Racial Disparities in Stroke Recovery Persistence in the Post-Acute Stroke Recovery Phase: Evidence from the Health and Retirement Study

TitleRacial Disparities in Stroke Recovery Persistence in the Post-Acute Stroke Recovery Phase: Evidence from the Health and Retirement Study
Publication TypeJournal Article
Year of Publication2020
AuthorsBuie, J, Zhao, Y, Burns, S, Magwood, G, Adams, R, Sims, C, Lackland, D
JournalEthnicity & Disease
Volume30
Issue2
Pagination339-348
Type of ArticleJournal
KeywordsActivities of Daily Living, Blacks, Epidemiology, Motor Skills, Risk Factors
Abstract

Background and Purpose: Blacks have a higher burden of post-stroke disability. Factors associated with racial differences in long-term post-stroke disability are not well-understood. Our aim was to assess the long-term racial differences in risk factors associated with stroke recovery.Methods: We examined Health and Retire­ment Study (HRS) longitudinal interview data collected from adults living with stroke who were aged >50 years during 2000- 2014. Analysis of 1,002 first-time, non- Hispanic, Black (210) or White (792) stroke survivors with data on activities of daily liv­ing (ADL), fine motor skills (FMS) and gross motor skills (GMS) was conducted. Ordinal regression analysis was used to assess the impact of sex, race, household residents, household income, comorbidities, and the time since having a stroke on functional outcomes.Results: Black stroke survivors were young­er compared with Whites (69 ± 10.4 vs 75 ± 11.9). The majority (~65%) of Black stroke survivors were female compared with about 54% White female stroke survivors (P=.007). Black stroke survivors had more household residents (P<.001) and comor­bidities (P<.001). Aging, being female, being Black and a longer time since stroke were associated with a higher odds of hav­ing increased difficulty in ADL, FMS and/or GMS. Comorbidities were associated with increased difficulty with GMS. Black race increased the impact of comorbidities on ADL and FMS in comparison with Whites.Conclusion: Our data suggest that the effects of aging, sex and unique factors associated with race should be taken into consideration for future studies of post-stroke recovery and therapy.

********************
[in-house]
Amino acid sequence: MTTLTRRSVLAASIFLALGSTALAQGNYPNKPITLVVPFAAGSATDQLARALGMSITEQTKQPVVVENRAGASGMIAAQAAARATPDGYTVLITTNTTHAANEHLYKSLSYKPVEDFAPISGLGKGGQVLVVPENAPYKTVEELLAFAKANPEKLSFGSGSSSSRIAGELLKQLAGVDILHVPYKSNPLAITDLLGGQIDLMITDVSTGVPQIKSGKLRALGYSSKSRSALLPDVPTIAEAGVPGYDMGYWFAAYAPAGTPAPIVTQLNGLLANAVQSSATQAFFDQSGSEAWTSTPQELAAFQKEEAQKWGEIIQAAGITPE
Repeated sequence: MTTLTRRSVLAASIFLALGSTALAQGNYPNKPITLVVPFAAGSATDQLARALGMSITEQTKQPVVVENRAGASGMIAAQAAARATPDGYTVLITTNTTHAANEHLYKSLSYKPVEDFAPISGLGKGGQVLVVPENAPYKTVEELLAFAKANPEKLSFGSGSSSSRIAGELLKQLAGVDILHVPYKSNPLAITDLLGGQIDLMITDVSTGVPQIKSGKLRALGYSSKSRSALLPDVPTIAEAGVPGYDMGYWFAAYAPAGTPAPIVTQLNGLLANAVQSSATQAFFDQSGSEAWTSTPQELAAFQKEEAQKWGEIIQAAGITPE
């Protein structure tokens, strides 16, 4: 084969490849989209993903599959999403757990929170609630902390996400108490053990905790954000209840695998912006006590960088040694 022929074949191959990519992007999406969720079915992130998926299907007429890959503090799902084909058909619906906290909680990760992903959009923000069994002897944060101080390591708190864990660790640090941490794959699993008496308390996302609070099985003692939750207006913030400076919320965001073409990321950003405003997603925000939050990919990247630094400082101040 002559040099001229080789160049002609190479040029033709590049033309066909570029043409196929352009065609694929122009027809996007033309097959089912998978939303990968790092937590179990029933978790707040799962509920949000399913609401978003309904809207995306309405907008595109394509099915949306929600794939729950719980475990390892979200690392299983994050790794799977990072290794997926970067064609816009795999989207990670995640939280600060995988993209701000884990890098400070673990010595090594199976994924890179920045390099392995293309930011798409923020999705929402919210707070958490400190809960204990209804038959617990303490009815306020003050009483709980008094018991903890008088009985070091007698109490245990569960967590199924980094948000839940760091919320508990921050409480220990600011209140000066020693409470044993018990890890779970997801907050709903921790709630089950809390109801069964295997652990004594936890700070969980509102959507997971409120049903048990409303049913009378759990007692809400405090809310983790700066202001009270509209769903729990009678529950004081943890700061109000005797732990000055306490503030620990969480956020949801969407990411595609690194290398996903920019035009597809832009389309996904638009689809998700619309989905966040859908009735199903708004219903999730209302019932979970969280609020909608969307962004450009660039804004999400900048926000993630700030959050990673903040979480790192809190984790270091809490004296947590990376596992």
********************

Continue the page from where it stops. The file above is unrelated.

URLhttps://www.ncbi.nlm.nih.gov/pubmed/32346280
DOI10.18865/ed.30.2.339
Citation Key10704
PubMed ID32346280
PubMed Central IDPMC7186057